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Emmy Noether (1882-1935) is known for her work in abstract algebra and algebraic geometry. She studied the invariants of biquadratic forms rings with finite bases and the theory of ideals. Rings and modules that satisfy the ascending chain condition are now called "Noetherian" in her honor. The great David Hilbert tried to have Emmy Noether become a Privatdozent at the University of Gottingen around 1915. The Philosophical Faculty, however, objected to having a woman as Privatdozent. They argued "Having become a Privatdozent she can then become a professor and a member of the University Senate. Is it permitted that a woman enter the Senate?" "What will our soldiers think when they return to the University and find that they are expected to learn at the feet of a woman?"* Hilbert argued back: "Meine Herren, I do not see that the sex of the candidate is an argument against her admission as a Privatdozent. After all the Senate is not a bath-house." Hilbert did not obtain the required approval. Instead, lectures were announced under his name but were actually presented by Emmy Noether. In 1919, Noether was finally admitted as an academic lecturer. In 1933, the Nazis forbade her to take part in academic activities. She came to the U.S. as a professor of mathematics at Bryn Mawr College and a visitor at the Institute for Advanced Study in Princeton New Jersey.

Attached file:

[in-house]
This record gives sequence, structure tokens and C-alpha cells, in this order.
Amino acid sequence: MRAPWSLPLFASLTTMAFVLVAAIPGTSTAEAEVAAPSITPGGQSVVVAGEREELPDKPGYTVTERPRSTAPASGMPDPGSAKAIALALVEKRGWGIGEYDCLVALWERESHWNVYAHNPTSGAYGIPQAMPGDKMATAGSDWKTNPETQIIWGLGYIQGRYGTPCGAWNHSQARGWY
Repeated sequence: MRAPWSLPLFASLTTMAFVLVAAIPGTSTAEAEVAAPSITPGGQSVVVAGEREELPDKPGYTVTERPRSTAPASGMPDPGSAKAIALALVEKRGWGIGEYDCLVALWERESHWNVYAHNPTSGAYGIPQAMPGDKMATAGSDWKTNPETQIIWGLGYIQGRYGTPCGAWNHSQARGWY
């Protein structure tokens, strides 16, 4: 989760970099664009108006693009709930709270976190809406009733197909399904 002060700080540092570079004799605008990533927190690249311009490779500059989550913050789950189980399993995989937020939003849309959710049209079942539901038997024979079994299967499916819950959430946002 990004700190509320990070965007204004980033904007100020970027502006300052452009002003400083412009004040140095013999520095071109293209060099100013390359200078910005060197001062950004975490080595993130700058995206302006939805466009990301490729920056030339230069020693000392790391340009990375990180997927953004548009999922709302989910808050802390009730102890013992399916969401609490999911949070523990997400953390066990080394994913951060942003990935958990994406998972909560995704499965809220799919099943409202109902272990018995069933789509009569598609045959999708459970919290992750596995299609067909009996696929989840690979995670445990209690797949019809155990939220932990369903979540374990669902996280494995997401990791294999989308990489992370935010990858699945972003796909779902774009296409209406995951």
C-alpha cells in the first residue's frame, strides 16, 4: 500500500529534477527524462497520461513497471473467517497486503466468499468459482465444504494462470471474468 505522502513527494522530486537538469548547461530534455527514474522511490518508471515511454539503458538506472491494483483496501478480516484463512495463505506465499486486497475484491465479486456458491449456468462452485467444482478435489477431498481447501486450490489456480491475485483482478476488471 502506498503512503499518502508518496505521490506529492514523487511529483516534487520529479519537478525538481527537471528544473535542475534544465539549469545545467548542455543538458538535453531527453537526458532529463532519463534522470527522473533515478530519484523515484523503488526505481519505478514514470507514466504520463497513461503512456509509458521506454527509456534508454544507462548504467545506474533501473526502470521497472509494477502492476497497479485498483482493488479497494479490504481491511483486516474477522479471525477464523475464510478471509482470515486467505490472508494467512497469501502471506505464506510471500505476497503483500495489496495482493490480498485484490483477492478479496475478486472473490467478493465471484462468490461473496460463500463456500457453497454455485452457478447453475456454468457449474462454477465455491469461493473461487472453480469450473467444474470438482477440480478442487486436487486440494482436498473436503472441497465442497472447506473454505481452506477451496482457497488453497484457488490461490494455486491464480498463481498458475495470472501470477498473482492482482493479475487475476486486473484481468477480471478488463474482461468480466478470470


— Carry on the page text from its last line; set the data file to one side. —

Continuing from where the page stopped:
*Constance Reid Hilbert. Springer-Verlag NY 1970. p. 143.